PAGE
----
‘Crustivoltaics’ could restore vital ecosystems, benefit solar farms
A new proof-of-concept study in Nature Sustainability uses local solar farms to restore vital ecosystems called biocrusts.
The low-cost approach, which the authors dub “crustivoltaics,” can benefit solar farms by reducing dust on panels and potentially qualifying the farms for carbon credits.
For senior author Ferran Garcia-Pichel, director of ASU’s Biodesign Center for Fundamental & Applied Microbiomics, the research marks a milestone in a years-long journey.
“We started — in our lab, maybe 15 years ago or so — thinking, ‘Oh, we can make a difference. We know these microbes; we know what works; we should also start trying to work towards the solution,’” he said.
Biocrusts are thin, crumbly layers of soil and microbes. They protect looser particles from erosion, remove carbon from the air and help supply water and nitrogen to plants.
“When light has the opportunity to impinge directly on the surface of the soil, then that becomes habitat for cyanobacteria, algae, other photosynthetic, small organisms, and they make a habitat out of it,” said Garcia-Pichel.
But farming, construction and off-road vehicles tear them up, harming plants and kicking up dust.
“They’re brittle; they crumble like a cookie, and so they really cannot resist a lot of pressure,” said Garcia-Pichel.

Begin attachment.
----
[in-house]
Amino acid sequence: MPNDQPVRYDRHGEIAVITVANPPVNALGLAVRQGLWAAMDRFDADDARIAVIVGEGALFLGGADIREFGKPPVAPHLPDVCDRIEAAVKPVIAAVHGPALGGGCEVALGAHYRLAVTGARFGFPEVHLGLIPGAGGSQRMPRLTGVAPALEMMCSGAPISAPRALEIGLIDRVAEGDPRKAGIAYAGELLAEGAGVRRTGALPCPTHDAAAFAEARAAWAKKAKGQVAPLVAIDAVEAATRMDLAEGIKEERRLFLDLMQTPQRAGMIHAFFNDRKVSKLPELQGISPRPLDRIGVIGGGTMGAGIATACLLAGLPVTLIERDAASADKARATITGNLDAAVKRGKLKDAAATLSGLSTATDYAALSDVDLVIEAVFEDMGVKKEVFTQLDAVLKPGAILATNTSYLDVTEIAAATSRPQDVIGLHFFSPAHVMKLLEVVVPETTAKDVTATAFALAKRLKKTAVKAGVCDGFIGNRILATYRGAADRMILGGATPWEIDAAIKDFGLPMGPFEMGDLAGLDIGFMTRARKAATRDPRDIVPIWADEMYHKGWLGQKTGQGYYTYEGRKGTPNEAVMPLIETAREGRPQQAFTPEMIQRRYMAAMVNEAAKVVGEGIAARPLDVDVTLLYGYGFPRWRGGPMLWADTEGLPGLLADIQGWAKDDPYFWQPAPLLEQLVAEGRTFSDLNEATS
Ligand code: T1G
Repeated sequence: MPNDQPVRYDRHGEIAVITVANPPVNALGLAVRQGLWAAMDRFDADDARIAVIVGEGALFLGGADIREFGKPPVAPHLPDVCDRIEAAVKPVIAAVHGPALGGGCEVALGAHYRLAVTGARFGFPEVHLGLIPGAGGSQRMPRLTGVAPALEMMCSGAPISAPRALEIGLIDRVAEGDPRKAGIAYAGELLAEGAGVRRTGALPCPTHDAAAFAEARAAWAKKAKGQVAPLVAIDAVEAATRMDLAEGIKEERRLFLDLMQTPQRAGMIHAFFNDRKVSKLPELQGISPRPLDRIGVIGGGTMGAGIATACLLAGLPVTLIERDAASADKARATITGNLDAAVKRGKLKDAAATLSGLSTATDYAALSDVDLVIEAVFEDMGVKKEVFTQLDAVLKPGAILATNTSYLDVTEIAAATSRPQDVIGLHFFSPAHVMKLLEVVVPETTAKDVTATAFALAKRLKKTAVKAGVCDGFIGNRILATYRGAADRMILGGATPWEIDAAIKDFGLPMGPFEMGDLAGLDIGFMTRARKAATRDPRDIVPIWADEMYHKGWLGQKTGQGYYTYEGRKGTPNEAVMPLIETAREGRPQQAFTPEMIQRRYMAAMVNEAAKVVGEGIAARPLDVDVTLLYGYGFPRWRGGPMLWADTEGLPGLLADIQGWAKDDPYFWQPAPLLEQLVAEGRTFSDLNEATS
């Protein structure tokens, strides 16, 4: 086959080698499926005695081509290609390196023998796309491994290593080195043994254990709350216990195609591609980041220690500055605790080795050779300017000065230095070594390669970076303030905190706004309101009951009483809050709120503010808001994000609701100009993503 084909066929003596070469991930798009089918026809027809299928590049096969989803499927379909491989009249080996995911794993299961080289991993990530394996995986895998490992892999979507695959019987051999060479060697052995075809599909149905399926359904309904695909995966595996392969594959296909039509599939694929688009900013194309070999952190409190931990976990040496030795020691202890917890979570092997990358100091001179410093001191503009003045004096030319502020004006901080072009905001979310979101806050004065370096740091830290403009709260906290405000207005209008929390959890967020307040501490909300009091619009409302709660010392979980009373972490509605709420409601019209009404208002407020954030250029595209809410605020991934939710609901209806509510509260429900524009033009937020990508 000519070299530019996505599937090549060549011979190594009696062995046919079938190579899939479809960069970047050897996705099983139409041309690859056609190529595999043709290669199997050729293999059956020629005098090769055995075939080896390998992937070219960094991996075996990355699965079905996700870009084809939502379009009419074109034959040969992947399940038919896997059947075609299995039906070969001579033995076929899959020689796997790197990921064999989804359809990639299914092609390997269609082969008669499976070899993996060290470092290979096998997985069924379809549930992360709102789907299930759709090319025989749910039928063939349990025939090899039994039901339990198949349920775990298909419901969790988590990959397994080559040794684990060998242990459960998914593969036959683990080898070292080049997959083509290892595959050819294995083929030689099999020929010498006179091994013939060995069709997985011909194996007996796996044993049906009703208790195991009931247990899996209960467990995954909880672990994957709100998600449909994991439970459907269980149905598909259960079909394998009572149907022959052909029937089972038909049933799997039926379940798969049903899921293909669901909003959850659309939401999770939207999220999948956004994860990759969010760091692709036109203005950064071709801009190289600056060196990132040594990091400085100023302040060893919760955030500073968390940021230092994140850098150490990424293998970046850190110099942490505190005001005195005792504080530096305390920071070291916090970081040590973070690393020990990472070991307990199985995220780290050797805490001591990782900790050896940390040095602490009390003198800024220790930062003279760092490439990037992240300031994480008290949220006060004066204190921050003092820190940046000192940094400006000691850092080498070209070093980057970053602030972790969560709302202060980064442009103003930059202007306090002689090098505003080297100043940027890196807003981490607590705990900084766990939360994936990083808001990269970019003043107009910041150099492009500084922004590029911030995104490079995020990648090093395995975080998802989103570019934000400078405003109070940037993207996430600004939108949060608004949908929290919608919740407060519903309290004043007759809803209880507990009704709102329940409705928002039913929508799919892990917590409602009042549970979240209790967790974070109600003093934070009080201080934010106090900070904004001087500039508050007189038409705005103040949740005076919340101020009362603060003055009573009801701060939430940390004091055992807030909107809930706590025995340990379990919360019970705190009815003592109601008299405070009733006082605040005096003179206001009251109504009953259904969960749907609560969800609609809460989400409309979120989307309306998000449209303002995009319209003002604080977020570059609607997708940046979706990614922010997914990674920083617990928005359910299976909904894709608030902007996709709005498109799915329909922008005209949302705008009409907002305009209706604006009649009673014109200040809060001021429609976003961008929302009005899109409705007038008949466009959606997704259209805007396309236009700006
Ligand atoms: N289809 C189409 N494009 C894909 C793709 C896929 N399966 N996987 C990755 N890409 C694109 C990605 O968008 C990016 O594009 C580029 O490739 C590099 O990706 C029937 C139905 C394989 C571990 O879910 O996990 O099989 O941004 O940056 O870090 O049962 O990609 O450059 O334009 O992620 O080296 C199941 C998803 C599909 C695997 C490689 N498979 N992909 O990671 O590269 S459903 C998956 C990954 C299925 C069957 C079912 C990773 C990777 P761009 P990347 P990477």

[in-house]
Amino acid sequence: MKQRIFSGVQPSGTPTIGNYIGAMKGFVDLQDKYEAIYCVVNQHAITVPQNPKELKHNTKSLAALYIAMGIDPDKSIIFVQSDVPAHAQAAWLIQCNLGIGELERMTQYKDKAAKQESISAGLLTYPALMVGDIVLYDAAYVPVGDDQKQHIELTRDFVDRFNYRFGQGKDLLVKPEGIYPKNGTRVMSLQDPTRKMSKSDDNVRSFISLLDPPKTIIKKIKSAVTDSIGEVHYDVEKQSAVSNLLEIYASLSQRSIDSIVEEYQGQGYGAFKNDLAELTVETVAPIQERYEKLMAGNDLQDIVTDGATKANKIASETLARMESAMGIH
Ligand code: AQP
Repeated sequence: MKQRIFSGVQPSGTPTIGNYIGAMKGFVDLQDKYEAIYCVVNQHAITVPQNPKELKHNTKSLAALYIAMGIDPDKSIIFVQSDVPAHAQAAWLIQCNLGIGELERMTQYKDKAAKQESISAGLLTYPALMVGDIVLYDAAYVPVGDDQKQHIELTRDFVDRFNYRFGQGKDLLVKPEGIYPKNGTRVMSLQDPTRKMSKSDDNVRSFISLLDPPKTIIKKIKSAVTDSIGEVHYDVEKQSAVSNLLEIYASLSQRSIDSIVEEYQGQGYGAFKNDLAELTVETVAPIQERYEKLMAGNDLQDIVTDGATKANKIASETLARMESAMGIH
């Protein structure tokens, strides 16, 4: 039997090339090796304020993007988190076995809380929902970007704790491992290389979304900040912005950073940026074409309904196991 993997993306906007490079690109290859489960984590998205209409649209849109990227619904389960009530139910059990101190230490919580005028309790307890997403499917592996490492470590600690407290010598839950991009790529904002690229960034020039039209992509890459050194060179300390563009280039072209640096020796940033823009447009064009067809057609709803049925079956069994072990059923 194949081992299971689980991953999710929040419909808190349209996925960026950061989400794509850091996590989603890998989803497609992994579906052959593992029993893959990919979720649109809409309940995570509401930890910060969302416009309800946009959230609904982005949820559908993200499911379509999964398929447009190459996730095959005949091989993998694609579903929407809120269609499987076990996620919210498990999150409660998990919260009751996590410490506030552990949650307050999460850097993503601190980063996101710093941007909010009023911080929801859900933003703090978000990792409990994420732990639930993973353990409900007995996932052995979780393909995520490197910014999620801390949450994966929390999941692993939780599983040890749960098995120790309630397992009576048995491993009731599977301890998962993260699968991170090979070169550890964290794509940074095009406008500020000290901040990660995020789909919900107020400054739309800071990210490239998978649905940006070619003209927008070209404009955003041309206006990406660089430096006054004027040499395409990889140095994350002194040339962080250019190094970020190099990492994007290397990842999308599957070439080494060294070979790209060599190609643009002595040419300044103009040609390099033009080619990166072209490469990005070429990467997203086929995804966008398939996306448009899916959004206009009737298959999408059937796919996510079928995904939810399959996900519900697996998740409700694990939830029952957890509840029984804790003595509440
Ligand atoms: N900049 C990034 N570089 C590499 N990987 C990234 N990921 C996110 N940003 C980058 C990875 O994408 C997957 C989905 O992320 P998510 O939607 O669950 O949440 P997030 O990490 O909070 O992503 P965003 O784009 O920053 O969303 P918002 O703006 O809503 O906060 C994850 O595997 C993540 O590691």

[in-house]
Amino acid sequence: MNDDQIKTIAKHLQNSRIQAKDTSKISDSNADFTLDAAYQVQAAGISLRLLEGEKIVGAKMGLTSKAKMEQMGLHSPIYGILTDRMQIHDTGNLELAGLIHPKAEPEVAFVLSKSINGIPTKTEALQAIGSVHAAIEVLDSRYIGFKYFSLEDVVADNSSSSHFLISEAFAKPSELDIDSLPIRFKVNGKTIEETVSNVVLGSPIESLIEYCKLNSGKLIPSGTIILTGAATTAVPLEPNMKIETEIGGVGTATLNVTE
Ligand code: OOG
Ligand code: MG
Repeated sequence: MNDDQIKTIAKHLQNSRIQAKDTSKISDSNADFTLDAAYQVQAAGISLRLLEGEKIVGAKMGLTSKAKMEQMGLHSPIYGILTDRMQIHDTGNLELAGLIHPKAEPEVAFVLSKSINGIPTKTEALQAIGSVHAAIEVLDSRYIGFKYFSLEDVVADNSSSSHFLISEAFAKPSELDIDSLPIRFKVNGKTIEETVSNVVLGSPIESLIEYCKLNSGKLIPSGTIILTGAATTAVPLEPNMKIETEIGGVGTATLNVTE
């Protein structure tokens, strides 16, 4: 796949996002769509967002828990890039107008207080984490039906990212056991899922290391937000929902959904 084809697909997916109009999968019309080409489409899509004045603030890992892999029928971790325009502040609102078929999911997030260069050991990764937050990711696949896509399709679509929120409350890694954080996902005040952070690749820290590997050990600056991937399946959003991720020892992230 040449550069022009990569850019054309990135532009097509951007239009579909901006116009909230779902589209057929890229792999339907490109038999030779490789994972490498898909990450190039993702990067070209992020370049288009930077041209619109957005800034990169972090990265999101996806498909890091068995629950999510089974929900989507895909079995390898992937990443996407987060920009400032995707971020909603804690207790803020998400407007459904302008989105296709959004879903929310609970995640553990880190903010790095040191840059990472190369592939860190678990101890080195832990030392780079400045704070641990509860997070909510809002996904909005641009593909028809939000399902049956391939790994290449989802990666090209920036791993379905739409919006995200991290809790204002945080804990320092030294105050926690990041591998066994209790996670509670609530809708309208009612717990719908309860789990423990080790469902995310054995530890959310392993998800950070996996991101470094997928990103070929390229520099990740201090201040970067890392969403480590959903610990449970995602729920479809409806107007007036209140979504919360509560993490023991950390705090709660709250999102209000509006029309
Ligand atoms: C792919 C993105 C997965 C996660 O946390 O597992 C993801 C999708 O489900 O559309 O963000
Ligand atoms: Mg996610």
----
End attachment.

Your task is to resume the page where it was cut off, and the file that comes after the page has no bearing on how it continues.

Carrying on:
The three-year study shows the shade beneath solar panels can act as a protective nursery for growing biocrusts, which could potentially be transplanted elsewhere.
Garcia-Pichel said the idea grew out of another notion that’s been making the rounds for a while — that of using the shady acreage solar panels provide to grow heat-sensitive plants like tomatoes.
“I thought, ‘Well, if it works for plants, it will certainly work for or microbes,” he said.
The massive solar farms also answered another key question in biocrust restoration: How to scale up from growing samples in a lab to cultivating ecologies on huge swaths of land?
“It was not so much about the biology anymore; it was not about the microbiology, certainly, or the ecology. It was really about finding a different platform,” said Garcia-Pichel.
The authors estimate Maricopa County’s three largest solar farms could restore all fallow farmland in the county within five years. That’s about 70,000 hectares (nearly 173,000 acres or 270 square miles).
“I can see how we can do things now that we did not see possible a year ago, and things that are possible 1,000 times larger than we would have imagined,” said Garcia-Pichel.